The International Astronomical Union (IAU) adopted a new definition of planet on August 24, 2006, which introduced the term "dwarf planet" for ellipsoidal worlds that were too small to qualify for planetary status by "clearing their orbital neighborhood" of other orbiting matter. Dawn is the first mission to study a dwarf planet, arriving at Ceres a few months before the arrival of the New Horizons probe at Pluto in July 2015.

Dawn image of Ceres from 13,600 km, 4 May 2015

Ceres comprises a third of the total mass of the asteroid belt. Its spectral characteristics suggest a composition similar to that of a water-rich carbonaceous chondrite.[23] Vesta, a smaller, water-poor achondritic asteroid comprising a tenth of the mass of the asteroid belt, has experienced significant heating and differentiation. It shows signs of a metallic core, a Mars-like density and lunar-like basaltic flows.[24]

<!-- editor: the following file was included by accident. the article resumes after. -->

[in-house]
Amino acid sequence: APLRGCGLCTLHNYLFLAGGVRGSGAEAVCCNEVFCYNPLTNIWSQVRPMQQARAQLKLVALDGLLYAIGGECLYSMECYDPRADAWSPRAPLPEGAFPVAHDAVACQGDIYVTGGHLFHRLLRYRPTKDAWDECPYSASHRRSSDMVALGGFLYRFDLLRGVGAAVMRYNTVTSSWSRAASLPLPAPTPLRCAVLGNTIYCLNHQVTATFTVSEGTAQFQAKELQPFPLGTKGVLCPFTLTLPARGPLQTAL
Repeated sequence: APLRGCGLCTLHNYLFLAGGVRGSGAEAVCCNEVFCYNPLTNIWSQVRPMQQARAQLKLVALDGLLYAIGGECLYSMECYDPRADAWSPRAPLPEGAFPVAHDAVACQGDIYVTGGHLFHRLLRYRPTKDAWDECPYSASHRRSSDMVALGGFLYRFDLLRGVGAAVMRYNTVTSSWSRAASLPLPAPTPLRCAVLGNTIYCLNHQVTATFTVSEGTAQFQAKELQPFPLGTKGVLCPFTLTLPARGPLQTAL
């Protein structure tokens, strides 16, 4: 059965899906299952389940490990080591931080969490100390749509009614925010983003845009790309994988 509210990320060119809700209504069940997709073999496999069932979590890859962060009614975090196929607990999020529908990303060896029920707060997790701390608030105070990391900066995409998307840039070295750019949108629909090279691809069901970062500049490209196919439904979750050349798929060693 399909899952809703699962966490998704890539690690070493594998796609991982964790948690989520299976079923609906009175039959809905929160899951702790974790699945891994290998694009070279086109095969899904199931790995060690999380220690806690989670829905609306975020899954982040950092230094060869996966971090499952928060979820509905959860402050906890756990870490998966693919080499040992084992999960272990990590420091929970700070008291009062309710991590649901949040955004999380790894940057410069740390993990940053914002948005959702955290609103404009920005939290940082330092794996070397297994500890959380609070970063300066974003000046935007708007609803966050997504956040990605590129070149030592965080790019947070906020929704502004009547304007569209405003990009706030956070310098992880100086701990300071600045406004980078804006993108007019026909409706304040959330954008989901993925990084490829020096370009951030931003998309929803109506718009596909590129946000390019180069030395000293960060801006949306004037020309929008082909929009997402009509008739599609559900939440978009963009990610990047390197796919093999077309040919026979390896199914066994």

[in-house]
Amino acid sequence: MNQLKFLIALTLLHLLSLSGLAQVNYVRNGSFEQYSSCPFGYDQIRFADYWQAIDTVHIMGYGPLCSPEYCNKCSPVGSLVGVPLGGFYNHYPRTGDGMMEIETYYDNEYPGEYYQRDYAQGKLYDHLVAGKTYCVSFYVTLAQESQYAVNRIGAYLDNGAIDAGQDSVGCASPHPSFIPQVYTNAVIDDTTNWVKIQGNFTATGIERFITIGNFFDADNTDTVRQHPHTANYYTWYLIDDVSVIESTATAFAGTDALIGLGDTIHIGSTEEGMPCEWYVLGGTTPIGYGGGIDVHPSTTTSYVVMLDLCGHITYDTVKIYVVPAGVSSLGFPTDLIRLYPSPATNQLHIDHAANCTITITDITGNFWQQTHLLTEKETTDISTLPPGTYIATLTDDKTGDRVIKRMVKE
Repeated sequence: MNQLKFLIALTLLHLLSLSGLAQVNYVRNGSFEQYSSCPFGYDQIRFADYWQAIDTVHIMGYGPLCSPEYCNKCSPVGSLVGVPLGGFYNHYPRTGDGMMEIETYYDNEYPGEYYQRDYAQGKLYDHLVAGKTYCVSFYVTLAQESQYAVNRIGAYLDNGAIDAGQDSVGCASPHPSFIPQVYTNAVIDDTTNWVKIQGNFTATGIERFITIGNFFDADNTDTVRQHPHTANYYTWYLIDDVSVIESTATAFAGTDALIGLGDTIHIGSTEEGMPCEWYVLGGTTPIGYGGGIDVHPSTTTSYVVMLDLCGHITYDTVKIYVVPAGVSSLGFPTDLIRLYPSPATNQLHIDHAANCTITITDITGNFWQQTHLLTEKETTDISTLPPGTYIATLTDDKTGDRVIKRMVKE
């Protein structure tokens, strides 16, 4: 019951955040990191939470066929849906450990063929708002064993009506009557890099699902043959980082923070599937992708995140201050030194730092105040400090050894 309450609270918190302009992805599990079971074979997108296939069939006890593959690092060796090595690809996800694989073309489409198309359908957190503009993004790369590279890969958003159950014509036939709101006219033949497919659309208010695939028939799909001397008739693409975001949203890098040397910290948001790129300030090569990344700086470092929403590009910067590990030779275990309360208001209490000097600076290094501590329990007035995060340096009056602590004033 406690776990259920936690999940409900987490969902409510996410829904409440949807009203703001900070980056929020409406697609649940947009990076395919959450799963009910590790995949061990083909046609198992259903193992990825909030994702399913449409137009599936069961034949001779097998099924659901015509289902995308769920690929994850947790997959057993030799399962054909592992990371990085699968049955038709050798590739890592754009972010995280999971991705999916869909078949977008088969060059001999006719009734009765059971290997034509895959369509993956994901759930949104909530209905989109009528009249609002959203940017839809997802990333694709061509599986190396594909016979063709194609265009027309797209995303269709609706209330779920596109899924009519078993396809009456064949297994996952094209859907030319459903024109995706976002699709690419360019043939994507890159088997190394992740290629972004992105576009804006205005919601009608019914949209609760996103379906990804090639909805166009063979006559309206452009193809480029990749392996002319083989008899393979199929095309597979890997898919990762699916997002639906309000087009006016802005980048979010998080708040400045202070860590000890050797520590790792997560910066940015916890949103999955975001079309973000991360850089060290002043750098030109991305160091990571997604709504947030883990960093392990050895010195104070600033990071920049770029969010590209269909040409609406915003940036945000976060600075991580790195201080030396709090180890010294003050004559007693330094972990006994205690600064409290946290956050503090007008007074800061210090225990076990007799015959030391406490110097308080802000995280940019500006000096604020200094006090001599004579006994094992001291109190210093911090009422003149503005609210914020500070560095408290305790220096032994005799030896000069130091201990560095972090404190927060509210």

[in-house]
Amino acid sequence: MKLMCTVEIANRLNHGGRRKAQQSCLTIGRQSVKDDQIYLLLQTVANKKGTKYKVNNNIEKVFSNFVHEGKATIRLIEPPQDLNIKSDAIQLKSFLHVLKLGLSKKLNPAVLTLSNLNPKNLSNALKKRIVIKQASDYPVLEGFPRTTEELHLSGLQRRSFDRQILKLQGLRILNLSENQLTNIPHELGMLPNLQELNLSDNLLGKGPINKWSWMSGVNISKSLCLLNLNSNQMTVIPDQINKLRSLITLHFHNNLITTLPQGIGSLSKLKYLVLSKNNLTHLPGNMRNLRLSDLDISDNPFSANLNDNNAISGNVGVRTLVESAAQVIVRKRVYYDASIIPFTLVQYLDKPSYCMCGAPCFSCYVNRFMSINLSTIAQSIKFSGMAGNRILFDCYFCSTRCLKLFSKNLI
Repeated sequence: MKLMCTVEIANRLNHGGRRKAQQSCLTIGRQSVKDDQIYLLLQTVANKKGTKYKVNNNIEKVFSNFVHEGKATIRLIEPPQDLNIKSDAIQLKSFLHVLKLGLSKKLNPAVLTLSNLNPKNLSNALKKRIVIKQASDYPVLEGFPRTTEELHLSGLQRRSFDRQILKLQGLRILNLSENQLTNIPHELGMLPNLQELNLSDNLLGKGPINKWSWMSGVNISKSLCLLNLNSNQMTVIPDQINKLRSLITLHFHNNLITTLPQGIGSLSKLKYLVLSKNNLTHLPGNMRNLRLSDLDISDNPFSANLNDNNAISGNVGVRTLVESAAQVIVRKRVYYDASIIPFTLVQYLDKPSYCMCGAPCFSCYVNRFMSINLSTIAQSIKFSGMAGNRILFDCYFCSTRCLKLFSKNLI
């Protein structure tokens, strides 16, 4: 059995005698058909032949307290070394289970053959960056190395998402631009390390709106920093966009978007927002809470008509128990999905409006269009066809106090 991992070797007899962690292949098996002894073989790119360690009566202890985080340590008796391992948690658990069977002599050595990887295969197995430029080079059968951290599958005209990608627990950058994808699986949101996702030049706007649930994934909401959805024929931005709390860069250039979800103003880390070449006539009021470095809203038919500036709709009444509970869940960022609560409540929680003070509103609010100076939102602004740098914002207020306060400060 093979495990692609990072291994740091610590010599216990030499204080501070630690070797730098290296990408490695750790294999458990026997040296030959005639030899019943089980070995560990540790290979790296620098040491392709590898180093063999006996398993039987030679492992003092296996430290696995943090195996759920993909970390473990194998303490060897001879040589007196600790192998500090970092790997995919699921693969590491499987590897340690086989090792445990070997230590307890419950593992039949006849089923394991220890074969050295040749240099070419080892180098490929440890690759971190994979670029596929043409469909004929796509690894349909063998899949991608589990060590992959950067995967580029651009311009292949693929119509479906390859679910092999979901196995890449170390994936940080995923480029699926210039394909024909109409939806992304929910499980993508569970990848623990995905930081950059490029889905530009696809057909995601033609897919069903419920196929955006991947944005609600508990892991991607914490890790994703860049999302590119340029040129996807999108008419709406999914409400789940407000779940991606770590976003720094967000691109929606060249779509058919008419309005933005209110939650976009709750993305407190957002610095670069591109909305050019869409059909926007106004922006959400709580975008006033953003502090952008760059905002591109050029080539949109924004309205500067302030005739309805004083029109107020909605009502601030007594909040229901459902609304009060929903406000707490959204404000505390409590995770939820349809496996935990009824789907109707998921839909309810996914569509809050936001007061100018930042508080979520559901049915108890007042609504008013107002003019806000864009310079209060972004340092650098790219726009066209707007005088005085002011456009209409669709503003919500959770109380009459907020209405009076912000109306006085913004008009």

Available evidence indicates that both bodies formed very early in the history of the Solar System, thereby retaining a record of events and processes from the time of the formation of the terrestrial planets. Radionuclide dating of pieces of meteorites thought to come from Vesta suggests that Vesta differentiated quickly, in three million years or less. Thermal evolution studies suggest that Ceres must have formed some time later, more than three million years after the formation of CAIs (the oldest known objects of Solar System origin).[24]